A story: “Why therapy changed my life”
September 29, 2017
I remember the day that I decided to start personal therapy. I already made some attempts in the past, but if I am being 100% honest, I never saw it as a real help in the past. It just seemed like the thing to do.
But this time, I was broken inside. That’s the only word I can think of to explain how I felt. Broken. As if I were a vase that someone dropped from the tenth floor of a building. I felt like there was no way I could ever be fixed.
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It wasn’t my first breakup, it probably wouldn’t be my last one, plus we’d only been together a few months… After the break up, I found myself waking up in the mornings with anxiety (at the time, I didn’t know it was called that), and I would cry myself to sleep. I felt the walls of my house falling on top of me, but no one knew. I put on a mask in front of all of my friends and family.
That day that I couldn’t go to work, I couldn’t stop crying. When I called in sick, I could barely pronounce the word because they choked back the pain in my throat. I couldn’t disguise it anymore…
I was physically, mentally, and emotionally drained. I had reached my limit.
Fortunately or unfortunately, I was aware of where these problems were coming from, but I never wanted to face them. I refused to look at my past. I knew I had to do something, but I didn’t know what. It was time to change things. I couldn’t, or rather, I didn’t want to keep making the same mistakes. Every breakup hurt more.
That’s how I decided to take the next step and ask for professional help, because I wanted to change my life but I didn’t know where to start. I was afraid; I felt fear and shame. How could I tell the people around me that I needed a psychologist? I didn’t want them to think I was crazy, and although I have a different perspective now, I recognize that it took a lot to tell my family.
I remember it wasn’t easy, especially at the beginning. The hardest part was opening the door of my feelings to Paul, my therapist. How could I tell anyone about all the things I had done and what I regretted? How could I let him see all the ways that I was hurting myself? I, who seemed “so strong” to the eyes of others… Good thing I let it all out with my therapist, because I don’t know what would have happened if I hadn’t gotten my true feelings out.
There were many moments when I thought about throwing in the towel, because it was hard to keep acknowledging my vulnerabilities. Sometimes I was really sad or angry, and other days I thought that the therapy was useless because Paul wasn’t telling me all of the things I wanted to hear. Then, when I calmed down, I realized all of the progress I was making, and I decided to keep going with the therapy.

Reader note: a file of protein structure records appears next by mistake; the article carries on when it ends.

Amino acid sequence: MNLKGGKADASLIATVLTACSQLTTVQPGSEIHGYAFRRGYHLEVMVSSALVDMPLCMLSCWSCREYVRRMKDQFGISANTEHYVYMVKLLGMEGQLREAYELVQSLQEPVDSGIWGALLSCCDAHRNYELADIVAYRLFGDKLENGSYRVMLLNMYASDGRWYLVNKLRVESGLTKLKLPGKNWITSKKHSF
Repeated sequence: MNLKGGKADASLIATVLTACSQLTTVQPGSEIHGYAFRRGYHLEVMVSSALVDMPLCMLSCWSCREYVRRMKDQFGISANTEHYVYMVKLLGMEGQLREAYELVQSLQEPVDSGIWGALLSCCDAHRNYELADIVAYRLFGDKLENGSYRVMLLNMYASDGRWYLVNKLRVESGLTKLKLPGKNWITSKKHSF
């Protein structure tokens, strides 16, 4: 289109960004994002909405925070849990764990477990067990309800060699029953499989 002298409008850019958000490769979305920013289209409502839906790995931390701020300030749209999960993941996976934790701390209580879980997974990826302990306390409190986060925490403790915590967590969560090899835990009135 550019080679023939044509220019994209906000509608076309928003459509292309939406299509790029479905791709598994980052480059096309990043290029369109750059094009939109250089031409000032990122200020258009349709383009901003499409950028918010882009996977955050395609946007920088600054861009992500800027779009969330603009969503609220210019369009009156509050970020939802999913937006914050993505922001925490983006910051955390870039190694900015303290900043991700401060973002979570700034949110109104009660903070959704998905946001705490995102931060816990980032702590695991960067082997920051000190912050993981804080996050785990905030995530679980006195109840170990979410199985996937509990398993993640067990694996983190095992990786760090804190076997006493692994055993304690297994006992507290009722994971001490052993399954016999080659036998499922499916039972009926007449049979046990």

It takes courage to look in the mirror and accept all the different dimensions that make us who we are. That’s when I understood why some people quit therapy, because it’s not easy and it deals with a lot, especially when you realize that some behaviors you’ve always had are toxic (as was in my case).
I guess therapy helped me with just that: it helped me accept and respect who I was, including my demons… and that made everything seem a little clearer around me. It’s like all your life you’ve seen the world just through a pair of sunglasses, and then all of a sudden, you take them off and see the light in a different way.
I was beginning to be aware of what I wanted and deserved, and what I didn’t. My criteria changed and my way of relating to others, which positively affected my relationships. It wasn’t easy, but it did me good, and I felt it within myself.
I was no longer willing to put up with the same things as usual. Not everyone liked that, but I felt better.
I was beginning to care more about what I thought about myself than what others thought, and that led to significantly less suffering.
Now, and especially with my new partner, I don’t blow things out of proportion. I feel like for the first time, I’m with someone who I can sit down and talk with. I have learned to forgive my mother for things in the past, and I learned how to speak about things differently when I’m mad or frustrated. I’m more relaxed, I feel better about myself, and that allows me to be more comfortable with others.
For all that and more, doing therapy changed my life, and that’s why I decided to tell this story today. I want to be able to help change someone else’s life and give them the push that I would have needed at the time. In case someone is reading this and identifies with what I’m saying, here’s what I want to tell you: you don’t have to reach your limit to talk to a psychologist.
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